Honduran supreme court rejects 'model cities' plan
Honduras' supreme court has struck down a plan to build a series of model cities with their own independent tax and justice systems, a proposal that was meant to spur economic growth in a country struggling with corruption and criminality.
Court spokesman Daniel Aguirre says the justices declared that a law that permits the creation of special development zones outside the jurisdiction of ordinary Honduran law is unconstitutional.
Authorisation for the private cities was passed by the Honduran Congress in January 2011 amid controversy that included objections to handing over control of Honduran territory.
A United States-based investment group had been expected to invest US$15 million to begin building basic infrastructure for the first model city near Puerto Castilla on the Caribbean coast.
Congress had given the go-ahead in September for three privately run cities that would have had their own police, laws, government and tax systems now that the government has signed a memorandum of agreement approving the project.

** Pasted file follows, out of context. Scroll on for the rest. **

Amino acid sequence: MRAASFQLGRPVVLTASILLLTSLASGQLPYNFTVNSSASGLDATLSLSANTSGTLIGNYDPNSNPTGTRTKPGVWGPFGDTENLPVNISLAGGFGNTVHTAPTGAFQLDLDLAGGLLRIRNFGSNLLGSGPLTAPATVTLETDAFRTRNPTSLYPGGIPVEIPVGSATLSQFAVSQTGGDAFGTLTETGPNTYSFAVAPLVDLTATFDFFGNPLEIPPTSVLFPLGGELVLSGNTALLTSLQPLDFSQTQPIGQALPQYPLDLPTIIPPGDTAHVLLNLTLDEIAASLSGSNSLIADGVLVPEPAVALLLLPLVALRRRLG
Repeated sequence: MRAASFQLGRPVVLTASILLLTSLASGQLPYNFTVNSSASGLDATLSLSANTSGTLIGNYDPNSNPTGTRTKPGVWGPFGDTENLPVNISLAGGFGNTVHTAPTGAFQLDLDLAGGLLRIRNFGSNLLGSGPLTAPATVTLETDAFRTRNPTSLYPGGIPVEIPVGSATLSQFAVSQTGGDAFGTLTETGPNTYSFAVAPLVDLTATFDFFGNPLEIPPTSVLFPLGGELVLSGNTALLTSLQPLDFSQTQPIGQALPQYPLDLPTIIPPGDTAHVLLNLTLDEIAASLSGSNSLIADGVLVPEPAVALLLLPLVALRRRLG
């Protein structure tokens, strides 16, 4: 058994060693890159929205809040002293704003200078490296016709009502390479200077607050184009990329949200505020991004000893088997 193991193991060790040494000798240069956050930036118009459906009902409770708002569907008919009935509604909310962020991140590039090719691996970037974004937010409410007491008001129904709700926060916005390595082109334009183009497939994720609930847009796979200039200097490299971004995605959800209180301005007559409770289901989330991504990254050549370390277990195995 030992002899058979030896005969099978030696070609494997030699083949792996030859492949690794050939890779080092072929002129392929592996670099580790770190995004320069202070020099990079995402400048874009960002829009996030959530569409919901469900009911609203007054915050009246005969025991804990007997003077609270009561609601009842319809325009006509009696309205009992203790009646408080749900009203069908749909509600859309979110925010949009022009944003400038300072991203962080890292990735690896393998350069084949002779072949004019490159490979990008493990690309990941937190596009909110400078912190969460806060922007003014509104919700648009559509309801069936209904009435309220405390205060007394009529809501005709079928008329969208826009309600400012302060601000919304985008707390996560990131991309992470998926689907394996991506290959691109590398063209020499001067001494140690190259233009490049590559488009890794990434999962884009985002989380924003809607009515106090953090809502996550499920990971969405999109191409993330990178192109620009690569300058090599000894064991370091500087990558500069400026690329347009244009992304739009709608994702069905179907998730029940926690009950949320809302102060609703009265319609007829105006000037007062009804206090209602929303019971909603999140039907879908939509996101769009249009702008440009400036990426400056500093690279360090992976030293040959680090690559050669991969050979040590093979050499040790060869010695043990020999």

The project aimed to strengthen Honduras' weak government and failing infrastructure.
The project "has the potential to turn Honduras into an engine of wealth," Carlos Pineda, president of the Commission for the Promotion of Public-Private Partnerships, said at the time. It can be "a development instrument typical of First-World countries."
The three model cities were slated for Puerto Castilla, the Sula Valley, in northern Honduras, and a third in southern Honduras.